This way of hacking is becoming increasingly popular with cybercriminals, as it is far easier to infiltrate a person’s private information with a seemingly legitimate email, than break through robust security systems protecting such information.
Why phishing attacks are successful
Social engineering is one of the main ways businesses succumb to breach, usually through e-mail phishing attacks. Tactics are employed to gather Personally Identifiable Information (PII) such as bank details, phone numbers, addresses, occupation details, job titles and names of fellow colleagues. Once the attacker has this information, they can craft a believable message containing a malicious link or attachment which the victim is lured into interacting with. Because the email appears to be from a credible source, or known person, the attack is often a success – a link is clicked, a pdf opened, or bank details entered into a request form. Just like that your information has been captured and you have opened the gateway into your business – you are now under attack and you probably won’t even know about it until it’s too late!
Types of Phishing
Spear Phishing is when scam messages appear to be from a credible known sender, like someone from within your organisation, and you believe the mail to be genuine so act upon their requests.
Whaling attacks are a type of spear phishing and so are similar in approach. The main difference being that they target more senior members of a business. Their objective here is to steal large sums of money, usually by deceiving an executive to authorise a payment. Similar to spearing, the victim’s PII is gathered to make the message seem authentic.
Pharming is another type of phishing that relies on DNS cache poisoning (this is the corruption of an Internet server’s domain name system) to redirect users to a fraudulent site that has the appearance of a legitimate one, in order to obtain personal information such as passwords, account numbers, etc.
Spotting a Phishing Attack
Many phishing emails will often be poorly written – look out for incorrect spelling and poor grammar. They may also use promotional hooks to generate high click-through rates, like too good to be true offers and giveaways. It is common for phishing emails to be centered around major events, holidays and anniversaries or take advantage of breaking news.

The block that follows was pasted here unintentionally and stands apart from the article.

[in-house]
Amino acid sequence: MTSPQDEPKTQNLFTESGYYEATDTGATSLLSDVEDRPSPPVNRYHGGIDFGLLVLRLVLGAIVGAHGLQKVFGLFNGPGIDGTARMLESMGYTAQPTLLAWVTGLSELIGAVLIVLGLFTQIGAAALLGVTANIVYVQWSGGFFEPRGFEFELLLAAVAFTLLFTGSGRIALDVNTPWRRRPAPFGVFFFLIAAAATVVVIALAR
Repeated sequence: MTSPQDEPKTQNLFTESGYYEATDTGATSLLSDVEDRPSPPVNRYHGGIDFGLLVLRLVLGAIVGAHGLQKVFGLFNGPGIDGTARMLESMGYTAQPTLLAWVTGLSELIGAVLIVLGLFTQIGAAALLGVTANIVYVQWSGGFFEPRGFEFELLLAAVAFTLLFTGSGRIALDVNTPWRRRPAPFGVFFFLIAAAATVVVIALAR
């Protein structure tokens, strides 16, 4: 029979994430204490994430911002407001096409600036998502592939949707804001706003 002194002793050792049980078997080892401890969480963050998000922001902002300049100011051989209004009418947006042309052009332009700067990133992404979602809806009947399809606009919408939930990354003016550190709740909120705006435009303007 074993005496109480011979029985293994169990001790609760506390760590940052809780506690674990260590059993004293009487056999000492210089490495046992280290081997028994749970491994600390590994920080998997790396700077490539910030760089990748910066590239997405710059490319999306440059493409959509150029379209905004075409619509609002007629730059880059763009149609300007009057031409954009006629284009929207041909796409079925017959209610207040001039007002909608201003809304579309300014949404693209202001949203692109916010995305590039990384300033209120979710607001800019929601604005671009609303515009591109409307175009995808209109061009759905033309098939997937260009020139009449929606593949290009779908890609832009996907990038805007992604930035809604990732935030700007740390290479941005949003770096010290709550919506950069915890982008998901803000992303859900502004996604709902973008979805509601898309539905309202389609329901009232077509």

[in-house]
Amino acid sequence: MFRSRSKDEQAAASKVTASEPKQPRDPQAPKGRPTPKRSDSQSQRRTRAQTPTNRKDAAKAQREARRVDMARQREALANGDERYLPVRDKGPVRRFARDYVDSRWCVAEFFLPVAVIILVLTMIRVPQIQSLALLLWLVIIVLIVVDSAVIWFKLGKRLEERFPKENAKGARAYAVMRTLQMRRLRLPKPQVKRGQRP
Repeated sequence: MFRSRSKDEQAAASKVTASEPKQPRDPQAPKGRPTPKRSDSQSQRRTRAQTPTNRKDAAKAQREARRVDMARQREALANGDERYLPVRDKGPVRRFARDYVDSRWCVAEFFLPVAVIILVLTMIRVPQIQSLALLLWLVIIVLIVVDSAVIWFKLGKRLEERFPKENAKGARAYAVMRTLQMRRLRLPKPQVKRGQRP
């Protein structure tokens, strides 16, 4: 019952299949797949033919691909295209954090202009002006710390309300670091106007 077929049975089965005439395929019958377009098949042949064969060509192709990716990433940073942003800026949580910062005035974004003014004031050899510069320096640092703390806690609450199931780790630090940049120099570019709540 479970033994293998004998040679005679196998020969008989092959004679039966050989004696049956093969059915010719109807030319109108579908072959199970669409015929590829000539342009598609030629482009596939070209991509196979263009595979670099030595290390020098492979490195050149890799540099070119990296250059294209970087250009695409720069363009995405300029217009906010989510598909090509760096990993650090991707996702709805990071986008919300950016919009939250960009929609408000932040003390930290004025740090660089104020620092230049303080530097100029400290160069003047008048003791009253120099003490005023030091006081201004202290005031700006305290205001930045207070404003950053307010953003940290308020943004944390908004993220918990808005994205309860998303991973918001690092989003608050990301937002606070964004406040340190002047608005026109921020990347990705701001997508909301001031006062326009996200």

How to Identify a Phishing attack
- Check the senders address – be suspicious if it is unknown, misspelt or has a ‘no reply’ address i.e. email@example.com. Also, ‘q’ is often used instead of ‘g’ in email addresses, or an underscore is present, both of which are easily overlooked at a first glance.
- Mouse over a hyperlink or attachment to reveal the actual address. You should be able to tell if this is an imitation address, i.e. drive-google.com, or it may have an unusual suffix i.e. ‘mailru382.co.’
- The message will contain a Call To Action (CTA) element i.e. a button or a link to click, which will probably take you to a fraudulent site asking you to verify personal and or financial information such as passwords, user IDs or bank account information. Be aware and check the credibility of the source, even if they seem legitimate i.e. your bank, Dropbox, Microsoft, Google Drive etc. Maybe even call the alleged sender to check if it really is them that have sent the message, before you click a link.
- Be suspicious of any email message declaring you have won something then encourages you to click a link to claim your prize.
- Look out for misspelled words and special characters inserted in inappropriate places.
You also need to maintain vigilance when using the internet. Be wary of pop ups as they can direct you straight to fraudulent websites. Always make sure there is a small padlock icon at the beginning of the address bar to show the page is secure. This is particularly important when you are using a payment portal where you are submitting bank details.
We highly recommend that you have data protection and Antivirus software installed for that added security. However, it’s all good and well protecting your perimeters but if a legitimate looking phishing email finds it’s way inside your organisation, it’s your army of people that need to be prepared so they can identify it before falling foul to the attempted attack. This is why we suggest your team undergo social engineering and phishing training to get their defences ready.
How We Can Help
This is just a brief overview of phishing and how to identify malicious emails and links. If you have any concerns you would like to talk through, or want to find out more about our data protection and security services, please give our experts a call on: 01282 500770.
We offer social engineering training and data protection solutions, so please get in touch to see how we can help protect your business.